Data, data, data, and more data. Keeping oneself organized is the golden ticket.
March 22nd, 2011 · Comments Off on Chapter 8: Telling Stories with Video
Some things just can’t be expressed with words. That’s where the POWER of videos comes in.
“The tools have changed, but the game remains the same: visual journalism is about telling compelling stories that connect an audience with subjects, people and issues.” – Mark Briggs
First thing to know about making videos to tell one’s story is that perfection is not necessary. A video’s authenticity and behind the scenes feel, can go much further sometimes than a “perfectly” edited video.
PLAN YOUR VIDEO AND GO
- Use different approaches depending on the project.
- Mix up the shots.
Some good accessories to have are:
- Tapes and batteries: Make sure you have enough power and space.
- Microphones: Built-in mic for natural/environmental sound, wireless-mic for interviews and shotgun mic to get conversations among several people.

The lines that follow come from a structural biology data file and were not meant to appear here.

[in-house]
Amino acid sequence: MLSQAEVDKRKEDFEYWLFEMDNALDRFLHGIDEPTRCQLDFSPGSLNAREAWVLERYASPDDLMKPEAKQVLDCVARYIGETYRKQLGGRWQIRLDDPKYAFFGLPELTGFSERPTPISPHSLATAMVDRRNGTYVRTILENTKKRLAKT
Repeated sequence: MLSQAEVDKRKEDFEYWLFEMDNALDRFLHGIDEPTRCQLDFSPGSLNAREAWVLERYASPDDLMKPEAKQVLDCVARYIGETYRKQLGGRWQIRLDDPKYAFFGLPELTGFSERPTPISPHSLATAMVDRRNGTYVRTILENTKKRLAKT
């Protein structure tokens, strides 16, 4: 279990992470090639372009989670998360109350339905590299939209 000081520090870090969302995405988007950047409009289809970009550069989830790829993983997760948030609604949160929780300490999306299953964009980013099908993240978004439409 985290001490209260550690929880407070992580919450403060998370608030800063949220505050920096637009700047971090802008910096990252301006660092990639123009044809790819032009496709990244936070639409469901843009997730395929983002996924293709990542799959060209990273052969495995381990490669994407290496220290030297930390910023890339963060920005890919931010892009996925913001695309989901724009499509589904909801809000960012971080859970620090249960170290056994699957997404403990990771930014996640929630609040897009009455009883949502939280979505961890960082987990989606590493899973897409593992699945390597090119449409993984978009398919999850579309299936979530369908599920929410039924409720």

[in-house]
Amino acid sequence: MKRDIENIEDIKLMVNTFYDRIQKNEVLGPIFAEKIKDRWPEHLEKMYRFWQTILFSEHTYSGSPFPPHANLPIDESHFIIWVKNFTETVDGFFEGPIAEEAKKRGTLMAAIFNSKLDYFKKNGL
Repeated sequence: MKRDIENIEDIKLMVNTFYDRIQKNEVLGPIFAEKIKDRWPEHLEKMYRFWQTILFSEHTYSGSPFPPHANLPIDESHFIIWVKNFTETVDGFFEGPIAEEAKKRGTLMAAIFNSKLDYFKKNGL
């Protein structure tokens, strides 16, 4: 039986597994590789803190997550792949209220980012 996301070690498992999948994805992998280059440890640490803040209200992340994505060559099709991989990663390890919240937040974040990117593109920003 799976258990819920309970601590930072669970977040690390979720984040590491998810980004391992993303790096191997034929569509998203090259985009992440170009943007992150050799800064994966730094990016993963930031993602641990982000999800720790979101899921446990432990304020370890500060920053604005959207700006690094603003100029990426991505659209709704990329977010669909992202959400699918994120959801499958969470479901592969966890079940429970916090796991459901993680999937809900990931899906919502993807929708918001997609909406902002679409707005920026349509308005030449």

- Tripod: There’s nothing better than a steady shot to produce a professional video.
- Headphones: Listen while you shoot to make sure the audio is good.
- Lighting: Powerful lighting produces a powerful video.
Some great lessons for visual storytelling, according to Briggs, are:
- Define your story in the first 20 seconds; make sure to HOOK your audience.
- There must be a beginning, middle and end.
- Don’t let your viewers get bored! Short clips are the way to go.
- Focus on only ONE central idea and stay with that ONE idea.
- Characters are what make your stories. Better characters = better story.
Final thing is to publish your video online. Posting it on your own website is great, but viral video distribution is that way to go. Freelance multimedia journalist Angela Grant recommends using TubeMogul that will automatically upload your video to 20 different video-sharing sites, including YouTube.
Bottom line: Shoot, shoot and shoot some more.